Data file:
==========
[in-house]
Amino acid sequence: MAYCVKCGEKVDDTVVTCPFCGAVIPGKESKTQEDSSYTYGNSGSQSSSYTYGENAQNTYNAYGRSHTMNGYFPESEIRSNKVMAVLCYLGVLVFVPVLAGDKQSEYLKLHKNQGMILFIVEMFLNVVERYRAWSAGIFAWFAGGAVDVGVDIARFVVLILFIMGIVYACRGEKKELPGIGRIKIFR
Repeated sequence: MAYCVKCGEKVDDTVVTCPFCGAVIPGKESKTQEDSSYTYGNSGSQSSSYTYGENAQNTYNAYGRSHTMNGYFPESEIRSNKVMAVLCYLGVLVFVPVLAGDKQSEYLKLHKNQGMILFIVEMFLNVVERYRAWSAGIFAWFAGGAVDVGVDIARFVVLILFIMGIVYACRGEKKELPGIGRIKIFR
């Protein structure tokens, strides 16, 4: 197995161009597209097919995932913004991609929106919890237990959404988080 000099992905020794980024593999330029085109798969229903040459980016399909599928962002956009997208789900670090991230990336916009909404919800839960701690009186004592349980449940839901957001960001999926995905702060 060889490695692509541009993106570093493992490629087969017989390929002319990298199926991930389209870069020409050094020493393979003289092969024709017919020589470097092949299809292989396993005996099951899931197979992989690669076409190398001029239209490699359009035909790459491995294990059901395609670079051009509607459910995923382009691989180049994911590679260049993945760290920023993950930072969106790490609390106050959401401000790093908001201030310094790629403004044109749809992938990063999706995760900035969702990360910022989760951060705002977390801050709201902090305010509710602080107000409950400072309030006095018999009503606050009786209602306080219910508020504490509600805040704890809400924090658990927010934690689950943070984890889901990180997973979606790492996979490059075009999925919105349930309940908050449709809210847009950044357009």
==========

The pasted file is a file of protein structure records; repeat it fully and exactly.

[in-house]
Amino acid sequence: MAYCVKCGEKVDDTVVTCPFCGAVIPGKESKTQEDSSYTYGNSGSQSSSYTYGENAQNTYNAYGRSHTMNGYFPESEIRSNKVMAVLCYLGVLVFVPVLAGDKQSEYLKLHKNQGMILFIVEMFLNVVERYRAWSAGIFAWFAGGAVDVGVDIARFVVLILFIMGIVYACRGEKKELPGIGRIKIFR
Repeated sequence: MAYCVKCGEKVDDTVVTCPFCGAVIPGKESKTQEDSSYTYGNSGSQSSSYTYGENAQNTYNAYGRSHTMNGYFPESEIRSNKVMAVLCYLGVLVFVPVLAGDKQSEYLKLHKNQGMILFIVEMFLNVVERYRAWSAGIFAWFAGGAVDVGVDIARFVVLILFIMGIVYACRGEKKELPGIGRIKIFR
């Protein structure tokens, strides 16, 4: 197995161009597209097919995932913004991609929106919890237990959404988080 000099992905020794980024593999330029085109798969229903040459980016399909599928962002956009997208789900670090991230990336916009909404919800839960701690009186004592349980449940839901957001960001999926995905702060 060889490695692509541009993106570093493992490629087969017989390929002319990298199926991930389209870069020409050094020493393979003289092969024709017919020589470097092949299809292989396993005996099951899931197979992989690669076409190398001029239209490699359009035909790459491995294990059901395609670079051009509607459910995923382009691989180049994911590679260049993945760290920023993950930072969106790490609390106050959401401000790093908001201030310094790629403004044109749809992938990063999706995760900035969702990360910022989760951060705002977390801050709201902090305010509710602080107000409950400072309030006095018999009503606050009786209602306080219910508020504490509600805040704890809400924090658990927010934690689950943070984890889901990180997973979606790492996979490059075009999925919105349930309940908050449709809210847009950044357009």